NWRIC CEO Week in Review – 26 Feb
NWRIC priorities confirmed for 2021
Members of the National Waste and Recycling Industry Council (NWRIC) met this week to confirm priorities for the year ahead and review the progress of national waste and resource recovery initiatives.
NWRIC CEO Rose Read said there was plenty on the agenda and members had a good discussion about the priorities for the organisation in 2021.
“NWRIC is focused primarily on two key areas for the coming year.”
- Building Australia’s Resource Recovery Sector, which will include activities that will:
- Enable cleaner inputs
- Upgrade resource recovery capacity and quality of material recovered
- Take action on plastics
- Focus on organics
- Increase energy recovery
- Preventing Waste Crime by working with government to reduce waste crime and promote best practice across all segments of the industry.
NWRIC members were also provided with an update from each state affiliate on the progress of state-based activities and initiatives.
The federal Department of Industry, Science, Energy and Resources also provided an update on the Modern Manufacturing Strategy and soon to be released Recycling and Clean Energy Roadmap. They also outlined that grants will be available for businesses to either translate research and ideas into commercial outcomes or to integrate their products and services into domestic and global value chains. Funding would be 50:50 government and business.
Once the Roadmap is released publicly, NWRIC together with the department will host a number of information sessions for national and state affiliate members. For more information about the Modern Manufacturing Strategy, roadmaps and funding visit the department’s website.
Fast Facts: Creating 43 million tonnes of resources out of waste
NWRIC’s From Waste to Value- The Australian Waste & Resource Recovery Industry 2020 report provides an important snapshot of the materials recovered by the waste and resource recovery industry.
NWRIC CEO Rose Read said the Australian waste and resource recovery industry helps recover over 43 million tonnes of waste materials annually, channelling over half of all waste into productive use through recycling, composting and energy recovery.
“This returns some $2.9 billion worth of materials back into productive circulation,” Ms Read said.
The following table shows how Australia’s states and territories are performing when it comes to the levels of waste they are recovering.
Waste recovered per state/territory
“There is still plenty of opportunity to increase the amount of materials being recovered, particularly as the waste export bans come into play.
“All jurisdictions need to recognise this potential and continue to create a policy and regulatory framework that rewards responsible resource recovery and stamps out illegal and inappropriate practices,” Ms Read said.
Some examples of what resources are being created from waste include:
- Masonry waste from construction and demolition is reused as recycled concrete aggregate, road base, and other recycled construction materials
- Food and garden waste, as well as timber waste and organic waste from agriculture and other industrial processes, is being composted or used for energy recovery through anaerobic digestion and creating biofertilizer as a by-product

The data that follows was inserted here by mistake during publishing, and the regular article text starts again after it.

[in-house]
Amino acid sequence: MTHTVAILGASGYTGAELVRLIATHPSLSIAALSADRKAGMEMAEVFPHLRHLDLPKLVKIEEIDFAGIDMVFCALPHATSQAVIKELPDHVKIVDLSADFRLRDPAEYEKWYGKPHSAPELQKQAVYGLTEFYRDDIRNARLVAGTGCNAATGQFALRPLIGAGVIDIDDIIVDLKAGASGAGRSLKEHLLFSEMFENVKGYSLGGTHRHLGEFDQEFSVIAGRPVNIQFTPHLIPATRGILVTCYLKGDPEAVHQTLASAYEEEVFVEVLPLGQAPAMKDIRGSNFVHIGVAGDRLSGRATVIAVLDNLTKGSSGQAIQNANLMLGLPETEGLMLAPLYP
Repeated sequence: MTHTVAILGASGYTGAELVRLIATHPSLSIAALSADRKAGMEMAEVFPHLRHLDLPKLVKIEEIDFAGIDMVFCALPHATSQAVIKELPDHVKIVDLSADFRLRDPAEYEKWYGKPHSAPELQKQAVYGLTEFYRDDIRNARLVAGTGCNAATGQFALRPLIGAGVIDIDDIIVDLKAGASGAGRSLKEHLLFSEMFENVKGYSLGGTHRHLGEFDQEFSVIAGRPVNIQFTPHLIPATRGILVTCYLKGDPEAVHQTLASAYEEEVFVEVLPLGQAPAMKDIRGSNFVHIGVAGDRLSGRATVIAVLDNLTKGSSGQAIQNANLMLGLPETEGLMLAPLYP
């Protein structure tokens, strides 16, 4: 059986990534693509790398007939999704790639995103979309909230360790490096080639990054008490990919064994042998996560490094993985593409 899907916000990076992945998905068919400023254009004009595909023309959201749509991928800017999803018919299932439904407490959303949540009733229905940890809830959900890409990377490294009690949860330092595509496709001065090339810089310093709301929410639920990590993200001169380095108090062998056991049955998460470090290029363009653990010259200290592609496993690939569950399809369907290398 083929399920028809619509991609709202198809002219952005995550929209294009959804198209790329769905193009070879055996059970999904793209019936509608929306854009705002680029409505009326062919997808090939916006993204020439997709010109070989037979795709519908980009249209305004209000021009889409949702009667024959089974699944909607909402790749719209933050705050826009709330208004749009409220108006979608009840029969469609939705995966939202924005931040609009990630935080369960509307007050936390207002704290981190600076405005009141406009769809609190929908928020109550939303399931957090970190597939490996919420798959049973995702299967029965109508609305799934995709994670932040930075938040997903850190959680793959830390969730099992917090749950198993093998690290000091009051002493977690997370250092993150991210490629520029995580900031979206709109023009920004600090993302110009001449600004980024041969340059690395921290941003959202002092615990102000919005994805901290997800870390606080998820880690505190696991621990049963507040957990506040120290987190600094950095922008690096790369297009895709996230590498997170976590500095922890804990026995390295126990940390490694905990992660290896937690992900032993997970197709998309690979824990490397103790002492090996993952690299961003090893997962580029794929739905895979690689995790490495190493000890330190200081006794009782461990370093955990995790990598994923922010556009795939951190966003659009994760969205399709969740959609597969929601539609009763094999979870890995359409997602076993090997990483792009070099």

- Waste Textiles, leather and rubber can be reused and is being processed and made into new clothes, packaging, building materials, and a variety of other uses
- Plastics waste from manufacturing, businesses and homes is being recycled into packaging, manufactured and construction products
The figure below from NWRIC’s From Waste to Value report shows the percentage of waste materials currently being converted into resources locally in Australia and how these resources are being reused in manufacturing, construction, packaging, products and energy generations.
AORA releases national 10-year strategy
The Australian Organics Recycling Association (AORA) this week released its 10-year national strategy for the Australian Organics Recycling Industry.
NWRIC CEO Rose Read said with organics comprising half Australia’s national waste stream, the strategy will be important in influencing the future direction of recovering organic waste.
“The National Waste Policy Action Plan has a target of halving the amount of organic waste sent to landfill by 2030, which equates to 2.7 million tonnes less each year.
“Australia currently recovers around 61% of organic waste and there is real potential for this to increase markedly given the right policy frameworks and investment in infrastructure,” Ms Read said.
According to AORA, the strategy provides a roadmap that is ‘designed to take the industry from a solid existing base to recognition as a world leader in the recycling of organics waste streams, for its innovative and efficient processing into desirable products, and for the relevance, quality, and economic and environmental value of these products.’
The strategy has focused on two key questions:
- How do we get to 80% recycling of organics by 2025 and 95% by 2030?
- How do we remove the obstacles?
AORA will be providing a detailed briefing to NWRIC national and state affiliate members in the coming weeks. For more information about AORA visit their website